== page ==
Coupled plasma, fluid and thermal modeling of low-pressure and microscale gas discharges
Large scale and cost-efficient synthesis of carbon nanostructured materials has garnered tremendous interest over the last decade owing to their plethora of engineering and bio-science applications. One promising method is roll-to-roll radio frequency chemical vapor deposition and this work presents a computational investigation of the capacitively coupled radio frequency plasma in such a system. The system operates at moderate pressures (less than 30 mbar) with an 80 kHz square wave voltage input. The computational model aids the understanding of plasma properties and α-γ transition parameters which strongly influence the nanostructure deposition characteristics in the system. One dimensional argon and hydrogen plasma models are developed to characterize the effects of input voltage, gas pressure, frequency, and waveform on the plasma properties. A hybrid mode which displays the characteristics of both α and γ discharges is found to exist for the low cycle frequency 80 kHz square wave voltage input due to the high frequency harmonics associated with a square waveform. The threshold voltage at which the transition between the different regimes occurs is higher for hydrogen than for argon owing to its diatomic nature. Collision radiative modeling is performed to predict the argon emission intensity in the discharge gap. The results are found to lie within 16% of the optical emission spectroscopy measurements with better agreement at the center of the discharge, where the measurement uncertainty is low and the emission by ions is not significant. A quasi-zero dimensional steady state chemistry model which uses the hydrogen plasma properties as inputs predicts high concentrations of C2H, C2H2, C2H3+, C2H4+ and C2H6+ during carbon nanostructure deposition.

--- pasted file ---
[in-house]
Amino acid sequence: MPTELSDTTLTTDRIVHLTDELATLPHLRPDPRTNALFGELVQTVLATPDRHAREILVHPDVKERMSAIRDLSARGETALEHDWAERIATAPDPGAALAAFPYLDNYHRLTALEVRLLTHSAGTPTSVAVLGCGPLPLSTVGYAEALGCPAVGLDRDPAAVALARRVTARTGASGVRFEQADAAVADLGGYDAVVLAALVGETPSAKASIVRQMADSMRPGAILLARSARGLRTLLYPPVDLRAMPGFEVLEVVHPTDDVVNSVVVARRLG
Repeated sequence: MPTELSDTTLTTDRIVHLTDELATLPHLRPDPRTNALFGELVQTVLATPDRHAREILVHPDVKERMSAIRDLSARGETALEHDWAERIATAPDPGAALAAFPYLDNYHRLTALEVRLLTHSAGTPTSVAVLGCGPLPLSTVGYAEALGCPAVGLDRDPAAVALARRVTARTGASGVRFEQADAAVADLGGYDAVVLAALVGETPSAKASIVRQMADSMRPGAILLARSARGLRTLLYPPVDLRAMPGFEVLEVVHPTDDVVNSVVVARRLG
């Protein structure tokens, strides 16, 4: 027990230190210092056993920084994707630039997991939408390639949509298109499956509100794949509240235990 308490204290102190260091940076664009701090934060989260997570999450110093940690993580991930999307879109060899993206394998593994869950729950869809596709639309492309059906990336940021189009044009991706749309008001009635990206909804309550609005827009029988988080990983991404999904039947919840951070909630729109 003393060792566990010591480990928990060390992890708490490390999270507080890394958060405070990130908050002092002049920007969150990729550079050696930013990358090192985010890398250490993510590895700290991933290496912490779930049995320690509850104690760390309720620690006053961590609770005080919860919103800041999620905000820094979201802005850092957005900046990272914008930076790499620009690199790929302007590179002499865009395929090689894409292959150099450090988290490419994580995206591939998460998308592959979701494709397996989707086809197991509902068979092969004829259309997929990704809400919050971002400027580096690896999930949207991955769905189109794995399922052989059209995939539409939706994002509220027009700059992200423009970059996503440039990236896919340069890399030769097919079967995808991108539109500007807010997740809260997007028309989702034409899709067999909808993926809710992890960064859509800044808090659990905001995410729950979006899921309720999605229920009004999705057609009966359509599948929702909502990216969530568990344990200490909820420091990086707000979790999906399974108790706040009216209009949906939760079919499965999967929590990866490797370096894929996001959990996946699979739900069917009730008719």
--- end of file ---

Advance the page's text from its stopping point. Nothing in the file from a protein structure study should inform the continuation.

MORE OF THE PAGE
Carbon nanostructures are popularly used as field emitters. Field emission based microplasma actuators generate highly non-neutral surface discharges that can be used to heat, pump, and mix the flow through microchannels and offer an innovative solution to the problems associated with microcombustion. They provide a constant source of heat to counter the large heat loss through the combustor surface, they aid in flow transport at low Reynolds numbers without the use of moving parts, and they provide a constant supply of radicals to promote chain branching reactions. This work presents two actuator concepts for the generation of field emission microplasma, one with offset electrodes and the other with planar electrodes. They operate at input voltages in the 275 to 325 V range at a frequency of 1 GHz which is found to be the most suitable value for flow enhancement. The momentum and energy imparted by the charged particles to the neutrals as modeled by 2D Particle-In-Cell with Monte Carlo Collisions (PIC/MCC) are applied to actuate flow in microchannels using 2D Computational Fluid Dynamics modeling. The planar electrode configuration is found to be more suitable for the purpose of heating, igniting and mixing the flow, as well as improving its residence time through a 10 mm long microcombustor. The combustion of hydrogen and air with the help of 4 such actuators, each with a power consumption of 47.5 mW/cm, generates power with an efficiency of 28.8%. Coating the electrode surface with carbon nanostructures improves the combustion efficiency by a factor of 2.5 and reduces the input voltage by a factor of 6.5. Such microcombustors can be applied to all battery based systems requiring micropower generation with the ultimate goal of “generating power on a chip'”.